In fact, all three of the clubs competing for the final two Champions League spots are in control of their own destiny, as victories in all of their remaining fixtures would ensure a place in the top four for Arsenal and Chelsea as well (the Blues face Spurs on May 8th, which could end up being a showdown for a berth in next season’s top European competition). Last Saturday, the Gunners maintained their good run of results with a 1-0 win away at Fulham, though they made hard work of it considering they were playing against ten men for the majority of the match following Steve Sidwell’s early dismissal. The biggest talking point of the weekend came in the match at Anfield, as Liverpool twice came from behind to hold Chelsea to a 2-2 draw, but it was the actions of Luis Suarez that once again grabbed the
headlines. The Uruguayan set about performing all of the biggest hits from his career – he handled in the area to give away a penalty, just as he had done against Ghana in the 2010 World Cup Quarter-final; sent across the ball for Daniel Sturridge to guide home, showing the ability and vision that has made him such a dangerous striker; then, as he had done during his time at Ajax, he bit an opponent, this time Branislav Ivanovic. The referee did not see the incident and thus Suarez was still on the pitch to score the equalising goal in the 97th minute, denying the visitors from taking all three points, but the FA have since banned him for 10 matches – a punishment that according to Liverpool, was intended to victimise the player who I guess they think had his teeth viciously attacked by Ivanovic’s arm. With the Reds only having four fixtures left of this campaign, Suarez will be suspended for a six matches to start next season, it remains to be seen if he is still at Anfield by then, as despite his ridiculous behaviour, his mercurial talent is still likely to attract other clubs to vie for his services this summer.
Elsewhere, QPR and Reading are both on the verge of relegation following a 2-0 loss against Stoke and a 2-1 reverse away at Norwich respectively; Wigan are stumbling in their attempts to avoid being demoted from the top flight for the first time in their history, as they were beaten 2-0 by West Ham; West Brom and Newcastle shared the points after a 1-1 draw, as did Swansea and Southampton as their encounter ended goalless; and Sunderland won for the second game in succession, this time overcoming Everton 1-0 at the Stadium of Light. In European competitions, the Bundesliga appears to be the strongest league at the moment, overtaking La Liga as Bayern Munchen thrashed Barcelona 4-0 in their Champions League semi-final, while Borussia Dortmund beat Real Madrid 4-1, with all four of the German side’s goals coming from the brilliant Polish striker, Robert Lewandowski. Chelsea edged closer to claiming consecutive European trophies, as they prevailed 2-1 away at Basle in the last four of the Europa League, while Turkish side Fernebache gained a 1-0 win over Portugal’s Benfica in the competition’s other semi-final.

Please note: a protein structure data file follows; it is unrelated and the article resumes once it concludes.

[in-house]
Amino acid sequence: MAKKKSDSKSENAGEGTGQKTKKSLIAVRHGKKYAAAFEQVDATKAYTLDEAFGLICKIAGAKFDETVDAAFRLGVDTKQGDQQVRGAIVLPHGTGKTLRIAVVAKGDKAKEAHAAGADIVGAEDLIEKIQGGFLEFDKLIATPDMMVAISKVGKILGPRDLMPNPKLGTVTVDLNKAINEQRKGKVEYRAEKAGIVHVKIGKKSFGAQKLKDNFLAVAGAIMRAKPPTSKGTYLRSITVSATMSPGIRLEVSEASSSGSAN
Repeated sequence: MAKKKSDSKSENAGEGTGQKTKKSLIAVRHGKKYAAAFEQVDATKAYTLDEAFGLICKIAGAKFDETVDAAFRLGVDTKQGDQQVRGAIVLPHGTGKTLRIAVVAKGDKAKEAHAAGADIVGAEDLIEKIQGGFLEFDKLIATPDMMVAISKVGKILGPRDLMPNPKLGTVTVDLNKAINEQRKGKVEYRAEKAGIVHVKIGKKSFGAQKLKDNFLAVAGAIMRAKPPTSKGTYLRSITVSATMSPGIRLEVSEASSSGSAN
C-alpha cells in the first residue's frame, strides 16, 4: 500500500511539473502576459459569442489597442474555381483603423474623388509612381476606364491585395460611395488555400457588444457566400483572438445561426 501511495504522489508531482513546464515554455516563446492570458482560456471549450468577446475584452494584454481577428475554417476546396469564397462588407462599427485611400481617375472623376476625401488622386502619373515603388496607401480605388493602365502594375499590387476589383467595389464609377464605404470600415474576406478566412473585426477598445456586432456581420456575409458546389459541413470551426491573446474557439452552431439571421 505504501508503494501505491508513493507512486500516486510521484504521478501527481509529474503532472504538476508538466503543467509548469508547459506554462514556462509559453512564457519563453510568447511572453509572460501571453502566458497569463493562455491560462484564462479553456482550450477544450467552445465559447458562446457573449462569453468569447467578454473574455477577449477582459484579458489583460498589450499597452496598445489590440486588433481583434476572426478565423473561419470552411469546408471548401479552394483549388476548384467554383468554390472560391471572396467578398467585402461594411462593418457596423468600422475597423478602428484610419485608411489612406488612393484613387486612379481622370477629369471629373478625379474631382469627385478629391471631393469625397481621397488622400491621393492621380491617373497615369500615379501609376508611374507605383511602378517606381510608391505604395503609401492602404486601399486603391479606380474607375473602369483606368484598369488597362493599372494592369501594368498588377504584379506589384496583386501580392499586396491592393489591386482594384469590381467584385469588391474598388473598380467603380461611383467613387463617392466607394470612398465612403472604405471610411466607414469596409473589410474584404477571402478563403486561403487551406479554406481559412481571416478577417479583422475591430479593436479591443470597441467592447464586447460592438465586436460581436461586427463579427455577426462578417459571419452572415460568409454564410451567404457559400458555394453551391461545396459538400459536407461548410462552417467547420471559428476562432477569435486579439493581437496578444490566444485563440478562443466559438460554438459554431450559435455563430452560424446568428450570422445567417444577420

This weekend, it is survival Sunday at the Madjeski Stadium, as Reading and Queens Park Rangers meet with both teams needing to take all three points to avoid their relegation being confirmed that day – a draw would send both sides down, while whoever emerges victorious could still be mathematically demoted the following day, should Aston Villa defeat Sunderland. Arsenal have said that they will form a guard of honour for Manchester United prior to their meeting at the Emirates this weekend; while the other matches involving Champions League contenders see Wigan host Tottenham; Chelsea entertain Swansea; and Everton play Fulham. With a title defence out of reach, Manchester City will now be focusing on the FA Cup to end the season with silverware, but must first face West Ham at the Etihad this Saturday; Norwich travel to Stoke; Newcastle and Liverpool meet in the North East; and Southampton take on West Brom. The biggest match of the weekend comes in League One, as both Brentford and Doncaster able to secure promotion to the Championship when they meet at Griffin Park, with the Bees needing a victory to claim their place alongside Bournemouth in the second tier, with Rovers requiring just a point to make the spot their own.
Last week, 5-4 (I missed predicting the West Ham vs Wigan match); Season, 153-171
Manchester City vs West Ham – Home win
Everton vs Fulham – Home win
Southampton vs West Brom – Home win
Stoke vs Norwich – Draw
Wigan vs Tottenham – Away win
Newcastle vs Liverpool – Home win
Reading vs QPR – Away win
Chelsea vs Swansea – Home win
Arsenal vs Manchester United – Draw
Aston Villa vs Sunderland – Home win